First step: Conduct a free basic search to see if anyone has a pending application with the USPTO for your proposed trademark or anything similar to it.

Second step: Do a comprehensive name search to see if anyone is using your proposed name at the state or local level.

Isn’t Your Brand Worth Protecting?

Whether your business will have sufficient protection by registering your name with the state or you’ll require exclusive rights in every state, your business name and the brand it represents is worth securing. Consider talking with a legal expert who can help you decide which option is best for your business. And if the paperwork and process of registering your business name or filing for a trademark intimidates you, remember that CorpNet is here to help. Call anytime for a free business consultation at 888.449.2638!

Image: Adobe Stock

The Difference Between Registering a Business Name vs Trademarking a Business Name

705_3562315You spend time coming up with the perfect name for your business…only to find someone else decides to use it right after you open your company. With another business with the same or similar name in town, your customers are getting confused, and you start losing sales. It happens to many entrepreneurs, and it’s completely preventable.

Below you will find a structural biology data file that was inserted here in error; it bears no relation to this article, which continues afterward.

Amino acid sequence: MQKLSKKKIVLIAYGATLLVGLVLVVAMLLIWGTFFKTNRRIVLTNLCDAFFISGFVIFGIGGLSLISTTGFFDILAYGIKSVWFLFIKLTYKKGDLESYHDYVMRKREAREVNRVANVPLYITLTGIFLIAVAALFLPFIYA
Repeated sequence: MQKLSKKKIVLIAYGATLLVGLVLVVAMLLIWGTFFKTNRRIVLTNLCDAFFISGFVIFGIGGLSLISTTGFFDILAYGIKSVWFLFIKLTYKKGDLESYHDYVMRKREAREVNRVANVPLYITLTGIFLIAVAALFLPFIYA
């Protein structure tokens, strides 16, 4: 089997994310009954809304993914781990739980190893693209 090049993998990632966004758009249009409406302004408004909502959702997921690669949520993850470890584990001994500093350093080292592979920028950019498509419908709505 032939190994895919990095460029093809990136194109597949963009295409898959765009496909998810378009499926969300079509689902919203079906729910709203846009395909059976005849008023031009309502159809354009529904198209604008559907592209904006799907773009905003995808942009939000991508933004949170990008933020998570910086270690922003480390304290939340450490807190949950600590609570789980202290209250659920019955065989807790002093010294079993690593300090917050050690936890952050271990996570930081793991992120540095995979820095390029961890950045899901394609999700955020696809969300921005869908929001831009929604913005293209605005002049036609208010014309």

There are two strategies you can use to protect your business name: registering a business name and trademarking a business name. We’ll look at both so you know which is the best fit for your company.

Registering a Business Name: Protect it in Your State

One of the reasons I’m such an advocate for forming an LLC or incorporating is that you automatically get your business name registered with the state where you file your business structure paperwork.

When you apply to be a corporation or an LLC, the Secretary of State will first check to make sure that your proposed business name isn’t already in use by another company in the state, and then your name is protected in the state: no other business will be able to form an LLC or corporation with the same name in that state. Continue reading “The Difference Between Registering a Business Name vs Trademarking a Business Name” »

By | June 29th, 2015|Naming Your Business|2 Comments